Jakarta, Indonesia

Jakarta National Monument
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We began our Indonesia trip in the country’s capital city – Jakarta! It was an easy port to enter, and we figured there would be lots to do and see in this city of 10 million people.

Unfortunately, we arrived during Ramadan so nearly everything was closed for the last week of the month-long holiday. Be advised, explorers. Know what holidays and events are happening that will get in the way of your travel plans! Ramadan happening made it nearly impossible for us to even find places to eat in Jakarta (besides 7eleven…).

We stayed at the Six Degrees Hostel in Cikini. It got great reviews on trip advisor and we mostly enjoyed our stay. They have a rooftop garden patio where we could see the cityscape and Ramadan fireworks.

The staff was helpful when our luggage was delayed, and they threw a barbeque one night since everyone had trouble finding restaurants that were open. The movie room, pool table, free wifi, and fridge full of inexpensive Bintang beers kept us entertained for our short stay in Jakarta.

Outside our hostel, we explored the surrounding city by foot and walked to the National Monument in Merdeka Square. We walked past Gambir Station into a huge crowd of street vendors frying chicken (and lord knows what else) through one tiny door in a massive iron gate, and into a huge garden of palm trees and flags with the torch monument in the middle of it all.

To say there were people everywhere doesn’t do the place justice – more like a writhing mass of photo-taking tourists, peddlers selling all sorts of goods laid out on blankets, men carting trays of iced beverages, women shooing children along, and us sweating our way through the crowd, mostly trying not to be tripped or tangled in kite string.

After our walk back to the hostel, we went across the street to a noodle hut set up on the sidewalk. We ordered mostly by guess, but ended up with tasty chicken and fried noodles that we ate with bottles of coke, while skinny kittens skittered around under the tables looking for scraps and motorcycles and cars and rickshaws sped past the bamboo walls onto other parts of the city.

We tried to visit museums and other restaurants, but everything was closed or hard to access. Taxis and rickshaws can get you around the city but transportation is one of Jakarta’s issues – the roads are normally severely congested, and it’s hard to navigate.

Even if more restaurants and places had been open, I think we still would have arrived at the same conclusion after spending three days there: Jakarta is not a nice city.

Equated to be the NYC of Indonesia, and one of the most densely populated cities in the world, Jakarta is overwhelming. The city’s Trip Advisor page sums it up quite nicely, “Chaotic, crowded, and cosmopolitan, Jakarta is a city of contrasts.” This word is key: contrasts.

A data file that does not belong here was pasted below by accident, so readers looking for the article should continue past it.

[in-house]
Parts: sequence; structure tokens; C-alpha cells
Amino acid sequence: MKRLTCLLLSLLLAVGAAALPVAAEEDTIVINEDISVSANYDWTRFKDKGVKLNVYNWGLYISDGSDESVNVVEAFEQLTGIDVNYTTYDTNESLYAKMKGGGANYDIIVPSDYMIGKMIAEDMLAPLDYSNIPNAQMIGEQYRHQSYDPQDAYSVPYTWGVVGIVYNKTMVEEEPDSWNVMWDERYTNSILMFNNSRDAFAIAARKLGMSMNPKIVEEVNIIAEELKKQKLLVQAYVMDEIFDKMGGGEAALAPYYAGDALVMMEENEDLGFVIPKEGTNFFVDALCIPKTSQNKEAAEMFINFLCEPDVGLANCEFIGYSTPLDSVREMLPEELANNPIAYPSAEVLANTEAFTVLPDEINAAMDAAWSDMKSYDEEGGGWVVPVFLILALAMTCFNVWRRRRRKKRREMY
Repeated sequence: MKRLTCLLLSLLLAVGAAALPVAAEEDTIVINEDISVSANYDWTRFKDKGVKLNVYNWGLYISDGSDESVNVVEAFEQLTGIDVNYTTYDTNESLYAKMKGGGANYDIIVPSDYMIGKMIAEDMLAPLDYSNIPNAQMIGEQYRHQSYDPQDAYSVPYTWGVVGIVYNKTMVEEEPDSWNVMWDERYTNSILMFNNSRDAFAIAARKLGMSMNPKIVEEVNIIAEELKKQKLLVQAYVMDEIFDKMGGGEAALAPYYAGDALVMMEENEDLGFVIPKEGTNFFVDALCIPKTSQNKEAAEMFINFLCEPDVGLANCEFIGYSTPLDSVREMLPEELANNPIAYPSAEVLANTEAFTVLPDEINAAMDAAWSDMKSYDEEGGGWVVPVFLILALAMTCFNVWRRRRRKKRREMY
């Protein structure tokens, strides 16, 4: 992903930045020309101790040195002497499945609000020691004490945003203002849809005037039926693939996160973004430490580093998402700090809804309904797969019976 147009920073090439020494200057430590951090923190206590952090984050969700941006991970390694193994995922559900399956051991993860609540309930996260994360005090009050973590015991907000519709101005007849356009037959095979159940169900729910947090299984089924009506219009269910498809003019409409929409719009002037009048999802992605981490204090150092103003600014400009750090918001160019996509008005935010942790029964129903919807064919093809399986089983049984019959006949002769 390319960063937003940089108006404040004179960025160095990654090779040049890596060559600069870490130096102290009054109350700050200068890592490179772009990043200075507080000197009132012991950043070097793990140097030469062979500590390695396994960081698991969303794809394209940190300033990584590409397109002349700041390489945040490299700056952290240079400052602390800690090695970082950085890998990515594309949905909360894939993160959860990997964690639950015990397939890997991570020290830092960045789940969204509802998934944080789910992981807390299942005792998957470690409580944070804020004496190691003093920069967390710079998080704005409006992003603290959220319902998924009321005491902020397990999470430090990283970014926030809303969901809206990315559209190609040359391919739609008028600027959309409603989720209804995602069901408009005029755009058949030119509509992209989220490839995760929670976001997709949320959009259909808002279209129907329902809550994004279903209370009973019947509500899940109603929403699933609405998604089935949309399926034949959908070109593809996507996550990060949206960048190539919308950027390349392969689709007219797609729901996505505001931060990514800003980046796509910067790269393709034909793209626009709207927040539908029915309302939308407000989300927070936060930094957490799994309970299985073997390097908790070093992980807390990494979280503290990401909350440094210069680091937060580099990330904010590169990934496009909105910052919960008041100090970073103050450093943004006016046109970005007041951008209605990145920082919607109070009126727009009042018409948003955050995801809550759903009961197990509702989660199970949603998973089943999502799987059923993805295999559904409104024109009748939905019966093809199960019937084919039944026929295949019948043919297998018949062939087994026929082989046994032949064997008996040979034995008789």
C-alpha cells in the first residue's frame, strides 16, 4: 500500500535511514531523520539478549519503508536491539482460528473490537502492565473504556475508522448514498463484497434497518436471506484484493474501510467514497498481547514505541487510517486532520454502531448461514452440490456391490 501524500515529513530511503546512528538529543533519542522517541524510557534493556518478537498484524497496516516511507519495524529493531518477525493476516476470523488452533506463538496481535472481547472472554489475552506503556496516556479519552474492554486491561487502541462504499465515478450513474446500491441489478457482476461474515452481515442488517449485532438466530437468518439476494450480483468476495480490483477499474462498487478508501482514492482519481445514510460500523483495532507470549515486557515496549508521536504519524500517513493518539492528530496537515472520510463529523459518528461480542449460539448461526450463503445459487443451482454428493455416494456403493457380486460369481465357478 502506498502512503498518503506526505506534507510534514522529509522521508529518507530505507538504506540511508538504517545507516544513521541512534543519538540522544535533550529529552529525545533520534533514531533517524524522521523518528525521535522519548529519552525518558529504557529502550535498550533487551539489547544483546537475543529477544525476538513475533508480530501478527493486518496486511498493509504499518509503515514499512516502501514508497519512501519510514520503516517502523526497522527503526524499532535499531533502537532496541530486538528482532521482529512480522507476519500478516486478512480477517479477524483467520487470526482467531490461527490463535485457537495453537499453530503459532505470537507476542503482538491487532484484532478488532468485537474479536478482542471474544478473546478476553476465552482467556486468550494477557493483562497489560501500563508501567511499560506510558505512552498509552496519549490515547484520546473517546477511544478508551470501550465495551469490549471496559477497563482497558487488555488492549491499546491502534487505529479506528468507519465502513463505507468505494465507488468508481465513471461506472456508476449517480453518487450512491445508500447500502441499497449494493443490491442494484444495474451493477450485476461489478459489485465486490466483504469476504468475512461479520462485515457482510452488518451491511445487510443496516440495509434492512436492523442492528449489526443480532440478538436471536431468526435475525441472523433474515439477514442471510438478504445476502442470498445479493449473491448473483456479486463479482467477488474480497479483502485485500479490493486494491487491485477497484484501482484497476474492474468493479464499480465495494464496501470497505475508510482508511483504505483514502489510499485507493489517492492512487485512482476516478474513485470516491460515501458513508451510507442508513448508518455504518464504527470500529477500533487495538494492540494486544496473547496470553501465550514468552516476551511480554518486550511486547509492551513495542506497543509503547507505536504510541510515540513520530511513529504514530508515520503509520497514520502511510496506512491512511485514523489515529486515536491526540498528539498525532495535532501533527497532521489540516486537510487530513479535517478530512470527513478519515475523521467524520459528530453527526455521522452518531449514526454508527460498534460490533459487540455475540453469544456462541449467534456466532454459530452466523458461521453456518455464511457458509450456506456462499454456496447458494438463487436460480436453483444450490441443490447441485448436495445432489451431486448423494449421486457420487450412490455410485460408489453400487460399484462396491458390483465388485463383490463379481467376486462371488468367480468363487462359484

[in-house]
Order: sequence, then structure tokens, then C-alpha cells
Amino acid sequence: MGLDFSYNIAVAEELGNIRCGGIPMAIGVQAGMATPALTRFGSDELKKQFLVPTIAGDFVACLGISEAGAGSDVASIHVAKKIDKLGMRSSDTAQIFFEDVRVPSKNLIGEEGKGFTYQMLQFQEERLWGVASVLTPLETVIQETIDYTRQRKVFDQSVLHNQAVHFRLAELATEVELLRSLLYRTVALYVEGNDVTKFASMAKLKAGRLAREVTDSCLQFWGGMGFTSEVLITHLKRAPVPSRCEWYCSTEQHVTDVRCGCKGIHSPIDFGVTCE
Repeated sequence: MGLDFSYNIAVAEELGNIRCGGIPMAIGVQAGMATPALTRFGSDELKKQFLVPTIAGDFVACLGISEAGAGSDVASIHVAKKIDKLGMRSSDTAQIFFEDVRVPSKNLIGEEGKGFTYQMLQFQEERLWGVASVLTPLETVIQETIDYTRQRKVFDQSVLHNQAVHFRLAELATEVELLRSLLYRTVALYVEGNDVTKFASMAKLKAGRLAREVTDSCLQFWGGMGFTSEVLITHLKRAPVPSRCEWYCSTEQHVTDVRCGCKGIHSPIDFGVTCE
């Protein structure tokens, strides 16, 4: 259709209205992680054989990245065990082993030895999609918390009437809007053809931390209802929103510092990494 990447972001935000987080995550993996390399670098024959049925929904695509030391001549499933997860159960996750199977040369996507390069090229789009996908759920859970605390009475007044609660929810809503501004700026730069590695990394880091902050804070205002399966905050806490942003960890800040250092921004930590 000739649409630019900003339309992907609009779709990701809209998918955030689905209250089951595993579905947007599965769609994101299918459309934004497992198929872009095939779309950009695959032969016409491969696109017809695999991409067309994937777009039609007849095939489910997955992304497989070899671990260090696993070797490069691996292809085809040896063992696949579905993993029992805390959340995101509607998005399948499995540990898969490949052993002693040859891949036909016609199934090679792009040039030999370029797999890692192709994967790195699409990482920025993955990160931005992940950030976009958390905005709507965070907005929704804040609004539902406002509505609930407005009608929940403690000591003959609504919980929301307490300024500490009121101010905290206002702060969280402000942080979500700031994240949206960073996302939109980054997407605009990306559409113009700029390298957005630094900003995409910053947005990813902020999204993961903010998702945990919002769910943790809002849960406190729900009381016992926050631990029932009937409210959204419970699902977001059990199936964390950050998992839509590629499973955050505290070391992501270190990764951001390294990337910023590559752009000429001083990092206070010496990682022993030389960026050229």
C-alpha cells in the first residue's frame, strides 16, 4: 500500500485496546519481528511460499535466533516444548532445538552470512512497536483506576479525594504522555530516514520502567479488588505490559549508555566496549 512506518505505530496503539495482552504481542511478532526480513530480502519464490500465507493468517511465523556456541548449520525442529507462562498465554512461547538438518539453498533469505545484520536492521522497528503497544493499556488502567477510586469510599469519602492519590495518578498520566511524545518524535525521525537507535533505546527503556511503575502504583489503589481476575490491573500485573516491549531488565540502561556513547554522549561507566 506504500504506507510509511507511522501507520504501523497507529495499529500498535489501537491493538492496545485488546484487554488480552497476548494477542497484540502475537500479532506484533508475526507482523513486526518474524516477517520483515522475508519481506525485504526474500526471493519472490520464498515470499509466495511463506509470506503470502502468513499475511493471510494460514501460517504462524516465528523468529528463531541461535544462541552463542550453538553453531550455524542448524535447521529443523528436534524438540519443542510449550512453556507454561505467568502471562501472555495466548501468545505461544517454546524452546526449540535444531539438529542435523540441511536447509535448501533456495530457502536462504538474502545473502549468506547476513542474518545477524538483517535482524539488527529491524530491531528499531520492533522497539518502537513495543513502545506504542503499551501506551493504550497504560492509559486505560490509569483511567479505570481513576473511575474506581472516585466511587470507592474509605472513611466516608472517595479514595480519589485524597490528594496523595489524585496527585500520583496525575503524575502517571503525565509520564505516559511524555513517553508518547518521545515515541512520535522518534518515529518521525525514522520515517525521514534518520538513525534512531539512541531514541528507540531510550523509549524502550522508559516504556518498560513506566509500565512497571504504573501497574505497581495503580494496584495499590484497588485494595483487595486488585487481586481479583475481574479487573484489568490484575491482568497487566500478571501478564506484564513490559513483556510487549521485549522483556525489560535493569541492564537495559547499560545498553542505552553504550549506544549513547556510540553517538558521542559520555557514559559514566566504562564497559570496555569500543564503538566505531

I knew Jakarta was large, but before arriving I could not imagine the density of it, or the enormous range of wealth and poverty all crammed together. On the bus from the airport into the city we passed exorbitant hotels and the luxurious apartment complexes of Indonesia’s elite, but right next to them slums were built under highway overpasses and bed sheets were stretched into awnings for shade near a polluted canal. There is no separation between the contrasts of extreme wealth and appalling poverty. It’s all jammed together and stitched up with seams of unimaginably crowded roads.

When doing trip research, pages said that Jakarta can be quite a charming city if you can overlook the pollution. But the pollution is so present, from the sickening colors of the water than runs through the city, to the trash stirring in the streets amid the motorcycles and taxis, to the smells of burning garbage and open drains even in the ‘nice’ parts of the city, it’s nearly impossible to overlook.

Quite simply, Jakarta cannot handle the incredible number of people living in it. I have never before seen the strain of such overpopulation, and it made me fear for the future of the world as the human population continues to compound. The groundwater isn’t safe to drink from wells so Indonesia relies on bottled water, which turns right into garbage. Travel is eye opening, always, but I was surprised at what I learned about the world in Jakarta: basically that huge populations are totally unsustainable and are miserable and dehumanizing to be a part of.

So there’s this, which I think is relevant. “Traveling is one of the saddest pleasures of life,” Madame de Stael. I think this is true for a lot of reasons… we see beautiful places knowing we’re fated to never return again, there’s the goodbyes, the loneliness of leaving the known behind. But I think this quote also sings to the dirty and the raw and the tarnished things you see while traveling and can’t forget. It’s a pleasure to have seen so much more of the world, but now I know more of the ugliness and unhappiness of the festering wounds of the crowded world.Jakarta Skyline

Our eyes were quickly opened to the realities of this small but jam-packed country in its capital city, and we were glad to leave Jakarta after a few days. We actually cut our stay in the city a day short so we could move on! After Jakarta, we appreciated smaller cities and cleaner air for the rest of our Indonesia trip.

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